Bye bye Crystal Castles. From watching Alice hold a strobe light directly into her face for an entire set at the Independent, to listening to this song 4,000 times, I’ve enjoyed you both thoroughly.
On lofty goals and the value of hindsight
This is my new anthem. And I plan on listening to it every morning for possibly the rest of my life.
Shoot Me is awesome BTW.
"But re-reading my old to-do list, I also see the problem with making such far-reaching resolutions. With thinking we can truly master ourselves, ordering our lives as neatly as a grocery-shopping list. Or believing we can tabulate success. The problem, I think, is not just that our ideas of success are often generic, misguided, and lifted from someone else’s Facebook page. The problem is that if we view our lives through the lens of achievement, we end up fixating on all we should do rather than all that we have. In retrospect, the biggest mistake I made at 24 was ever taking those long weekend mornings with my roommates for granted — ever ignoring how privileged I was, and how free."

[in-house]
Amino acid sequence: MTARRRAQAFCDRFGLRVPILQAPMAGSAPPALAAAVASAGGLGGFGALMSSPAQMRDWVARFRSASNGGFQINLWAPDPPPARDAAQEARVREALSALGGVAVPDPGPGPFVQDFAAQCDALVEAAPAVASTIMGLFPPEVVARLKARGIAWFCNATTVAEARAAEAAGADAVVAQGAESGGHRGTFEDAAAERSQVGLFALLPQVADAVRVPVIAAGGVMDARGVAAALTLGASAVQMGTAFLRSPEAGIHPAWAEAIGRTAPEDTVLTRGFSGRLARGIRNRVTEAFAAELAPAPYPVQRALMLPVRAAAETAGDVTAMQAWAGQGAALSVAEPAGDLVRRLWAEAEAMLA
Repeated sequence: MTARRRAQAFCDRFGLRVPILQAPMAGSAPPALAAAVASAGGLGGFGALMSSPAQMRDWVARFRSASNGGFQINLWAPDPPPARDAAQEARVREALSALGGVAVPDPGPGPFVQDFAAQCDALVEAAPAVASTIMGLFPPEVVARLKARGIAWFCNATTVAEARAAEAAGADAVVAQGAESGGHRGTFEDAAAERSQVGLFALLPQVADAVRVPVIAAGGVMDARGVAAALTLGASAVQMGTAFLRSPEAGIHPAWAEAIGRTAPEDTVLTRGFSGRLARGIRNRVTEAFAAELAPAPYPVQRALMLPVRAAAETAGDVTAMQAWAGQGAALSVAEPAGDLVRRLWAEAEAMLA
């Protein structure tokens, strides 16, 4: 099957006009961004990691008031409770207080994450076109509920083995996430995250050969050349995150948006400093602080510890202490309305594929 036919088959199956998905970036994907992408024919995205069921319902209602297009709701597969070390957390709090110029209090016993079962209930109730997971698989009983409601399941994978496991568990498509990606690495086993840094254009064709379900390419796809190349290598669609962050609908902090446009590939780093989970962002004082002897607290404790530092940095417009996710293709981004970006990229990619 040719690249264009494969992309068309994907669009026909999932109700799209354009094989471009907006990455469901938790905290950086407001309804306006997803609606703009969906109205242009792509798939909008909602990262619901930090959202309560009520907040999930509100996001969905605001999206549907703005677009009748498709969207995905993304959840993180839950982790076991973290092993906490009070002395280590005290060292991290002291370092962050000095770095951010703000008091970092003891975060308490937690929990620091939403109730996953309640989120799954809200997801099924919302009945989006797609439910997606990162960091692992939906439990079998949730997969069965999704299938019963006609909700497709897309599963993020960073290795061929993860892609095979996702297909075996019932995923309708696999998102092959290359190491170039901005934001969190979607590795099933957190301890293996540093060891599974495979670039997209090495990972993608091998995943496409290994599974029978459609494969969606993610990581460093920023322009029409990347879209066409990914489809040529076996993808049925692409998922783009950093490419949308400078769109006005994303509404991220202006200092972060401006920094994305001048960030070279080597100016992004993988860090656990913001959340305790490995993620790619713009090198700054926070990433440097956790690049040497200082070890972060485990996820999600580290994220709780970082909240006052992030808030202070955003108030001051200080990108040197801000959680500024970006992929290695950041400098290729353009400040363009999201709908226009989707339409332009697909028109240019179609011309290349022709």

Abby Rabinowitz’s piece is a decent read!
"Q: And do you believe in 25 million people living on top of each other?
A: Well no, but if you talk to people superficially, they always say their apartment complexes are so convenient. You take the elevator and you have a shopping mall, a subway station, and a school. But if you get to know them and dig deeper, every single person would like to live on a smaller scale. Maybe in a smaller house in the countryside. That wish is there but if they think about it, they get depressed. The population is very good at compartmentalizing problems. It’s their creativity and resourcefulness that they bring to these conditions. It’s making do, and that’s what I’m interested in."
"contrary to popular belief, dieting does not actually make you a better person"
BuzzFeed unveiled “a two-week detox plan that’s actually realistic” this week, and it made me want to throw a head of broccoli at my computer screen. Not because the menu is unappealing—the pictures and recipes appear delicious, actually. Not because the idea of detoxifying your body via a diet is…
Which brings us to the most pernicious part of the “clean eating” craze: It implies that anyone who doesn’t eat in the way you deem “clean” is eating “dirty.” As fat-acceptance activist Marianne Kirby astutely put it in xoJane last year, “When you tell someone their food is dirty, even by implication, you shit all over their own body autonomy, issues of class and access, cultural food traditions, their own tastes and needs, and issues of health.”